What this newspaper represents is the latest attempt in a public relations campaign aimed at giving Burma’s notoriously xenophobic regime a more “foreigner-friendly” image. With its foreign editor, attractive layout, and polished English, the Myanmar Times is a symbol for the international community to show that Burma is a “normal” country fit for foreign investment. The paper enjoys special privileges local journalists do not. For instance, the arrest of Ne Win’s family was covered in Myanmar Times. Reporting of that event, however, did not venture beyond the official government version.
This “VIP newspaper” has also been allowed to publish some sensitive news, such as the secret talks between the State Peace and Development Council and opposition party led by Aung San Suu Kyi and visits of the U.N. special envoy and human rights investigator. But only the positive side of the story is allowed to be published; news critical of the government is still censored.
Like most issues in Burma, the growing HIV/AIDS crisis has been highly politicized. The state-run press typically responds to criticism of the junta’s handling of the crisis by denying that it even exists, an approach similar to that of the Burmese government, which is also in denial of the country’s AIDS situation. Health experts warn that Burma is facing an AIDS time bomb, but there is insufficient information available to confirm this prediction. Burma’s health ministry puts the number of HIV positive people at only 40,000, but in December 2001 the AIDS epidemic update of the Joint United Nations Program on HIV/AIDS estimated that more than half a million people in Burma are HIV-positive, potentially leading to a full-blown AIDS epidemic.
Though more HIV/AIDS information and educational materials are gradually becoming available and stories are now being published in the state-run press, Burma’s health workers say such an effort is outdated and insufficient to tackle the problem. They also point out that heavily censoring AIDS news and failing to utilize the mass media as a weapon to fight against the disease will result in many more people becoming infected with HIV.
The Myanmar Times has taken a different approach: It does not avoid coverage of the known facts but focuses its reporting on “positive” stories, such as the charitable work of junta-connected businessmen. The paper has also begun to publish a Burmese-language version, designed to convince a domestic audience that things are not really as bad as they seem. But Burmese readers familiar with the English-language version have already dismissed the Myanmar Times as slick propaganda.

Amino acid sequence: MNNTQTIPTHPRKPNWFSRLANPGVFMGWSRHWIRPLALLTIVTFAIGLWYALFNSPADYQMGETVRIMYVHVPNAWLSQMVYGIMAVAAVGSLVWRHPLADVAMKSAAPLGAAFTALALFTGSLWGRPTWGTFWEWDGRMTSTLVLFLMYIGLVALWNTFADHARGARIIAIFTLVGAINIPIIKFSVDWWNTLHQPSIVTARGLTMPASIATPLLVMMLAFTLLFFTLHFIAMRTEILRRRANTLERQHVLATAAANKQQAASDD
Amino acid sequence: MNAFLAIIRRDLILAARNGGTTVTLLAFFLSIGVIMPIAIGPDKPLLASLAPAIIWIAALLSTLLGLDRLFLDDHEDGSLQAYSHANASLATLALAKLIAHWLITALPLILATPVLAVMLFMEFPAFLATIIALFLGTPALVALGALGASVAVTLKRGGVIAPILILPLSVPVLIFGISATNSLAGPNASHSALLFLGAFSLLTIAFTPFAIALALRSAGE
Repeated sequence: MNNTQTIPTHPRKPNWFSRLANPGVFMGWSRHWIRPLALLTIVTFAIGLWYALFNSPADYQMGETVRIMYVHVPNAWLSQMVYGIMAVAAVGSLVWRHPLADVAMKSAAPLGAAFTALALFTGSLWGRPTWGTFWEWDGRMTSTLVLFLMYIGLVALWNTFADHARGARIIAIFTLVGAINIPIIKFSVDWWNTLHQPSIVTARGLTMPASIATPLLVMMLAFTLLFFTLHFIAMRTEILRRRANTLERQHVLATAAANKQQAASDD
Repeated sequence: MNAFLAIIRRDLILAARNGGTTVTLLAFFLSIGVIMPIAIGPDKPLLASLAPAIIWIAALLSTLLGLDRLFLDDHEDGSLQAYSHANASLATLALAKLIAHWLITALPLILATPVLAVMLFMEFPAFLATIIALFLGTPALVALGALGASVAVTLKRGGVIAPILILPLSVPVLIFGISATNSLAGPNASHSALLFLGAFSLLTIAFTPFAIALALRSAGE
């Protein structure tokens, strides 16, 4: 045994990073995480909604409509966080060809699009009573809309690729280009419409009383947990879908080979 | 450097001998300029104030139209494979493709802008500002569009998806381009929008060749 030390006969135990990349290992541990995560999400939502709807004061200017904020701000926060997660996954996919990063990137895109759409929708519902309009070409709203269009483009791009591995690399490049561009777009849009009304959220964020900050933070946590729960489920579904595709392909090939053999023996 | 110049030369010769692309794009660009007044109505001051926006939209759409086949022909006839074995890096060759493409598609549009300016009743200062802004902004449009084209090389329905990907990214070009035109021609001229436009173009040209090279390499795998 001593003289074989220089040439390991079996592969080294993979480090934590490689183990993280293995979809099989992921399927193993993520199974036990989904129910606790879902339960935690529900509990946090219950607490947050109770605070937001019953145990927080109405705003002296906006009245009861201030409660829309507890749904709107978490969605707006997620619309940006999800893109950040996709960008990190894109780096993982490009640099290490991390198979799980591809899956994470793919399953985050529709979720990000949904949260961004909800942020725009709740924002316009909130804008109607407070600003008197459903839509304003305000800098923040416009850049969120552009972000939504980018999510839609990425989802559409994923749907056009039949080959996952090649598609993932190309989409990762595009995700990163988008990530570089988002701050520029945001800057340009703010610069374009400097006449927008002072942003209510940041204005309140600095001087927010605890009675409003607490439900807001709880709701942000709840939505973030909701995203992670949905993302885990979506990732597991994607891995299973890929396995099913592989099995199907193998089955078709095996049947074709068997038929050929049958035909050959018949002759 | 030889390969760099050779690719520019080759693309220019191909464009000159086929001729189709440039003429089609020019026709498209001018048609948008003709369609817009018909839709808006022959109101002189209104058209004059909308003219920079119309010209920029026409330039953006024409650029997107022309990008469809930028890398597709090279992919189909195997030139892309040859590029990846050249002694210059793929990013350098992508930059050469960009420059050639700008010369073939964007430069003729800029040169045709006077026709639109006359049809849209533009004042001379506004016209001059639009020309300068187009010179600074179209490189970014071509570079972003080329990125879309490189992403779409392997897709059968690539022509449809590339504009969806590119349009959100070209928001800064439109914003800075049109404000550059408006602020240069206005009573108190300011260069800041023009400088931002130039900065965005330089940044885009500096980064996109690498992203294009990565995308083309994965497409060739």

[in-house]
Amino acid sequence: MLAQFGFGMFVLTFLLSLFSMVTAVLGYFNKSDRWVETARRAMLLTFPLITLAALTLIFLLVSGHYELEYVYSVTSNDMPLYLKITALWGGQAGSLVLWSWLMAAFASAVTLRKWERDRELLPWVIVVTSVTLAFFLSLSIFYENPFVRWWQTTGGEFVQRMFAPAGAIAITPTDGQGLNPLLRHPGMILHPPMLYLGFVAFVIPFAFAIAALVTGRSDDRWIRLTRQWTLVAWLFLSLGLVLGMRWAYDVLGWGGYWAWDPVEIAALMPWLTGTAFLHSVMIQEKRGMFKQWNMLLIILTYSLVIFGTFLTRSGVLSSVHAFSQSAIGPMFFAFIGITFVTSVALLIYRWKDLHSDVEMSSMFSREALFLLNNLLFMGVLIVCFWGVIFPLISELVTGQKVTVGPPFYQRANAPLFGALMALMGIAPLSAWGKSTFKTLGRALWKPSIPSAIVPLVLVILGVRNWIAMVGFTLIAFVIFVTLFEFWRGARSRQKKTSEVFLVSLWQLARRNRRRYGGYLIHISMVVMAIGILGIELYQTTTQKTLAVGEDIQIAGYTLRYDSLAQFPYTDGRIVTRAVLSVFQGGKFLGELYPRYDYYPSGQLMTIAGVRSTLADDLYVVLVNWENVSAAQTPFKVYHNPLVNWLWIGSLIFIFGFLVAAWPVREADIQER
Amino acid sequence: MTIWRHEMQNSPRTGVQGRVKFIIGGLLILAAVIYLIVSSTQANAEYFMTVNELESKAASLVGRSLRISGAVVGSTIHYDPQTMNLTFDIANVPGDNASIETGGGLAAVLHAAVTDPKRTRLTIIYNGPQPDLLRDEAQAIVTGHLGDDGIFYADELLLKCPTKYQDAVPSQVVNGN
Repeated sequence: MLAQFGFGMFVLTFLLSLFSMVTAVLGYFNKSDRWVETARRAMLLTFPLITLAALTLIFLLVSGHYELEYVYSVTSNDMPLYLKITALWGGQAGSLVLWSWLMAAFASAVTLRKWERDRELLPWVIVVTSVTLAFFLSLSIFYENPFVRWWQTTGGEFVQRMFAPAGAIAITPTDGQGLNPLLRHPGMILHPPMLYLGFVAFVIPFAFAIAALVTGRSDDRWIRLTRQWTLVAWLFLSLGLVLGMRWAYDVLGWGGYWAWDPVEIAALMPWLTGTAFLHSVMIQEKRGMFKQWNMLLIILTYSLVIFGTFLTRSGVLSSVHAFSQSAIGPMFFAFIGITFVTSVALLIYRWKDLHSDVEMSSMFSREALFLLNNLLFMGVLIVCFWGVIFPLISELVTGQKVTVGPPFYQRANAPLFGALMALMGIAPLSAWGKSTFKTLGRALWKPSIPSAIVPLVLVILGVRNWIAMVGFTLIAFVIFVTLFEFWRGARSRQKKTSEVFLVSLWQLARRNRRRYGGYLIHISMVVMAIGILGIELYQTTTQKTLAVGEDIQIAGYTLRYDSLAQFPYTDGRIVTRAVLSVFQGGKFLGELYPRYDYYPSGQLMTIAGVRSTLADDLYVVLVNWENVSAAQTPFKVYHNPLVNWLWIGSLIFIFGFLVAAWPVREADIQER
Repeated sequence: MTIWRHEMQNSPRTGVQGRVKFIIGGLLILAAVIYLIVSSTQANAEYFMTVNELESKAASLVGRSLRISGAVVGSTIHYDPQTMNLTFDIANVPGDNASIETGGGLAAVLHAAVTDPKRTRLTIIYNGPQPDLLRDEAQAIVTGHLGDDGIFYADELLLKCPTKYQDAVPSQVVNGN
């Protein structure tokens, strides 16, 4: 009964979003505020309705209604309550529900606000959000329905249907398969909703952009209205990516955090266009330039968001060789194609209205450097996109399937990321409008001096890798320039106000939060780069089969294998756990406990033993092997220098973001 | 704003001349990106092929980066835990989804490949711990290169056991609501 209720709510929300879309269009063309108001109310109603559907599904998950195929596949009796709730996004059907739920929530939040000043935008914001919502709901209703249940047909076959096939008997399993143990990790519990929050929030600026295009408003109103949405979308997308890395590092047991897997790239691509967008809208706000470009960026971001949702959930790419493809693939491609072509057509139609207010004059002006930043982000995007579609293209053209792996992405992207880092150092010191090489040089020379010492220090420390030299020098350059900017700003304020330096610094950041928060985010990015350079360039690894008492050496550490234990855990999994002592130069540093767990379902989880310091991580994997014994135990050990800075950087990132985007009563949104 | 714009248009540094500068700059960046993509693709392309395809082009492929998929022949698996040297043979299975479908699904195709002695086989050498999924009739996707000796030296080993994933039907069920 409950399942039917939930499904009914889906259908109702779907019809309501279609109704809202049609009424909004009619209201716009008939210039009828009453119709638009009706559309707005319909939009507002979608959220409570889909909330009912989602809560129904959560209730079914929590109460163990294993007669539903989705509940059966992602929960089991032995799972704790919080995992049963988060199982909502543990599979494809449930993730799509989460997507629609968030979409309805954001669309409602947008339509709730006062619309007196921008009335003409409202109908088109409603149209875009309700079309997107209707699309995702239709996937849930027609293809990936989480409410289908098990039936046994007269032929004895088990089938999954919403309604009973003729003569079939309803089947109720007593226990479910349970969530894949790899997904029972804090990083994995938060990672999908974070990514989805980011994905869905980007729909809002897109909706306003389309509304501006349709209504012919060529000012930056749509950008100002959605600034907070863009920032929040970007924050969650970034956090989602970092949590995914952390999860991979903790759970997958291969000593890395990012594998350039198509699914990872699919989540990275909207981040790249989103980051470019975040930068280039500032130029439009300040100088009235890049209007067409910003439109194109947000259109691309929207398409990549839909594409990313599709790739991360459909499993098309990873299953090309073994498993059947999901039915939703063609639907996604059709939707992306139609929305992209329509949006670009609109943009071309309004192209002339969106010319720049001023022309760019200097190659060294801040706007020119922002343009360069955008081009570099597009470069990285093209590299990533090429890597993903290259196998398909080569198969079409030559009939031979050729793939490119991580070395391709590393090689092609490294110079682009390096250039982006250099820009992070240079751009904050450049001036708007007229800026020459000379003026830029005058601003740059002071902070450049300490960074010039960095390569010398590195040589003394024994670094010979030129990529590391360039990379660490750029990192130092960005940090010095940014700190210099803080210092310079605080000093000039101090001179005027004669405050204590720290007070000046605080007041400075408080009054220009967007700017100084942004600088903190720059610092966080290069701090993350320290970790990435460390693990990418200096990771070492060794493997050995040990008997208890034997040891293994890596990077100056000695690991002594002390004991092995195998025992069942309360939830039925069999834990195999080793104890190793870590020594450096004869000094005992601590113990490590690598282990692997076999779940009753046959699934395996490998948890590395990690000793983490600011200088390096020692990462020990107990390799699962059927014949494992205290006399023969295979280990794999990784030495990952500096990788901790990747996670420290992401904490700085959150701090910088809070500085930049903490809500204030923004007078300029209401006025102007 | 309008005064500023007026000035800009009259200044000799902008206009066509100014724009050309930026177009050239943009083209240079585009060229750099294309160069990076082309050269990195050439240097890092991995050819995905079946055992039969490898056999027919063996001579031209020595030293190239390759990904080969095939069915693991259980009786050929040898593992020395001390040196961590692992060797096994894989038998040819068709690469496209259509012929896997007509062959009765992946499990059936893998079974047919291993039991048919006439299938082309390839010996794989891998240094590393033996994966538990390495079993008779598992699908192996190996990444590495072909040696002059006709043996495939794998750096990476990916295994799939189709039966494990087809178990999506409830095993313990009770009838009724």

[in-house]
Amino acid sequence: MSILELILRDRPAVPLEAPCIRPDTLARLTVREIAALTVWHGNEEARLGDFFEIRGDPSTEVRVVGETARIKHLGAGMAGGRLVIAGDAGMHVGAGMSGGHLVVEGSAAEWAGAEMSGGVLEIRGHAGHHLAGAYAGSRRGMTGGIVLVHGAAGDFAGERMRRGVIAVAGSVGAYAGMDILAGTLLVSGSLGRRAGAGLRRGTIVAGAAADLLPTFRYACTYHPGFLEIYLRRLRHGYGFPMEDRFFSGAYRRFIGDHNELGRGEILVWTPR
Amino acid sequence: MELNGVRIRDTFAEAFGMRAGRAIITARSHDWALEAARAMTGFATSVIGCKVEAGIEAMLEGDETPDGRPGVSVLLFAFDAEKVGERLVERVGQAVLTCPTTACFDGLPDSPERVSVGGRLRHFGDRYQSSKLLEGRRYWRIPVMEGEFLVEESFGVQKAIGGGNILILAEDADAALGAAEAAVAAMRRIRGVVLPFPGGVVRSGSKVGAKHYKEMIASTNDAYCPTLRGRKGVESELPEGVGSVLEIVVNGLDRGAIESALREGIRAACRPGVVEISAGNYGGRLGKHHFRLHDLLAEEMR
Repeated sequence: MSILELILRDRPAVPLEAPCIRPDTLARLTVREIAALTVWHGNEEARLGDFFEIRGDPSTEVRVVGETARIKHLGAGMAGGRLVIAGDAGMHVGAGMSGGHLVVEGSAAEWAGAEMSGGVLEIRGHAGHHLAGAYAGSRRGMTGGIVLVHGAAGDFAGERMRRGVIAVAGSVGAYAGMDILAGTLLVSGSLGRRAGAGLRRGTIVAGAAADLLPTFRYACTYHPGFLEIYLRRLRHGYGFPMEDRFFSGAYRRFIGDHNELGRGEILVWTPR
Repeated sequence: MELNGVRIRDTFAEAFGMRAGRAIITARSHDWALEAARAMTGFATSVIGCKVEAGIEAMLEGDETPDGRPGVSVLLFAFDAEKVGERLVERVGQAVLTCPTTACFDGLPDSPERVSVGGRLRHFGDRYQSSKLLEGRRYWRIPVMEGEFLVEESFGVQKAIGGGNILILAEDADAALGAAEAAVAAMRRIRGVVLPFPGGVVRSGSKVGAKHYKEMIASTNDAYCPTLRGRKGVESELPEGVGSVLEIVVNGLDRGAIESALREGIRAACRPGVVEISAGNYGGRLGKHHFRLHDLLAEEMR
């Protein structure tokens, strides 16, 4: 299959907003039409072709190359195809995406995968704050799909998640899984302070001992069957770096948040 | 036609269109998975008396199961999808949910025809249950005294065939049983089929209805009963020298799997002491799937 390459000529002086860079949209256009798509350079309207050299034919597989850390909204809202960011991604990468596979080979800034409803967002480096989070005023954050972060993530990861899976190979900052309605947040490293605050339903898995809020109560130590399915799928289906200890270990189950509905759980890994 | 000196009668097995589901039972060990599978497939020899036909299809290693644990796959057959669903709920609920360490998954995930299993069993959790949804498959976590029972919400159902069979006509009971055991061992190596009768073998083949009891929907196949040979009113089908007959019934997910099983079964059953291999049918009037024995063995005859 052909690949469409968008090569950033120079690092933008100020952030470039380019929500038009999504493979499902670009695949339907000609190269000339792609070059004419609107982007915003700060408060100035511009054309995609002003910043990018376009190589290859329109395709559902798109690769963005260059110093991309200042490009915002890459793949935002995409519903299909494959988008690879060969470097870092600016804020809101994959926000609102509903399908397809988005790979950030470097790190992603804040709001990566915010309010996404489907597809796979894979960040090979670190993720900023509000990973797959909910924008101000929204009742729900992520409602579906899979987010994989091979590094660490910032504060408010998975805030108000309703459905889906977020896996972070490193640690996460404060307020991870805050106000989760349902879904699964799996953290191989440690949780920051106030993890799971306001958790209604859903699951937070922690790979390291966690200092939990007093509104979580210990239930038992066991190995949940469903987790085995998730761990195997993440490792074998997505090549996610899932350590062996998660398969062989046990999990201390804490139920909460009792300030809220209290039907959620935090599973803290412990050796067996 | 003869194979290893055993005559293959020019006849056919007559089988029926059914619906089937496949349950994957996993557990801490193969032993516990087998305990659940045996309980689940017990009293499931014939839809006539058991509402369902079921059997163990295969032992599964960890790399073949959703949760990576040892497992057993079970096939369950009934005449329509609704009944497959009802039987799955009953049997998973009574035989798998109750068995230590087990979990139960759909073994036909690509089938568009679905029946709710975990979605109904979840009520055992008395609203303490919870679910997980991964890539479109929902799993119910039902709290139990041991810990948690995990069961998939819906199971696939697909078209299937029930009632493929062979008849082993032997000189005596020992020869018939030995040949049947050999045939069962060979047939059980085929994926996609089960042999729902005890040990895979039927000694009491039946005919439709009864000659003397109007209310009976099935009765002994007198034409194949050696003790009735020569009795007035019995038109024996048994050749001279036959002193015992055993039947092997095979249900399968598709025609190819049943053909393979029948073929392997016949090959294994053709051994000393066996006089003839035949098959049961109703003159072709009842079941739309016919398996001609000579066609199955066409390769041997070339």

Today, public access to information in Burma is nearly nonexistent. The regime does not release economic figures or defense budgets, and consequently the Burmese people have little idea of the nature of the government that has ruled the country for decades. This is particularly disheartening given the good reputation Burma had in its past for support of press freedom.
The public dissemination of information through mass publications became a fact of life during the early years of British colonial rule in Lower Burma. Maulmain Chronicle, an English-language weekly, became Burma’s first newspaper in 1838. King Mindon, who continued to rule in Upper Burma despite the colonial presence, was impressed with the newspapers that reached him from lower Burma and India. The King even invited some newspaper editors to speak with him about his desire to publish a newspaper. In March 1875, Yadanabon-Nay-Pyi-Daw, or the Mandalay Gazette newspaper, was published.
King Mindon also introduced a new press law, which consisted of 17 articles. In part, his law read: “If I do wrong, write about me. If the queens do wrong, write about them. If my sons and my daughters do wrong, write about them. If the judges and mayors do wrong, write about them. No one shall take action against the journals for writing the truth. They shall go in and out of the palace freely.”
According to veteran journalist and Burma-watcher Bertil Lintner, “This act must be one of Southeast Asia’s first indigenous press-freedom laws, and it was hardly a coincidence that it happened in Burma, a country that has always had a high literacy rate and where education has been a source of national pride since pre-colonial days.”
Because its chief editor quit, Yadanabon-Nay-Pyi-Daw did not last long before the British invaded Upper Burma in 1885. But what if Yadanabon-Nay-Pyi-Daw had still been informing the public and could have told them about British troops coming into Burma? Even a few days before the invasion, people in Mandalay had little idea of what was going to happen to their country. It was not until the British gunboats finally arrived at Gawwain jetty that rumors became reality and Burma was colonized for several decades. If Yadanabon-Nay-Pyi-Daw had still been publishing, history could be different.
In the 21st century, information and education are the engines that empower individuals and countries. But inside Burma, as in the time of the British invasion in 1885, Burmese people are still being kept in the dark.
Aung Zaw is editor of Irrawaddy Magazine, a magazine on Burmese and Southeast Asian affairs.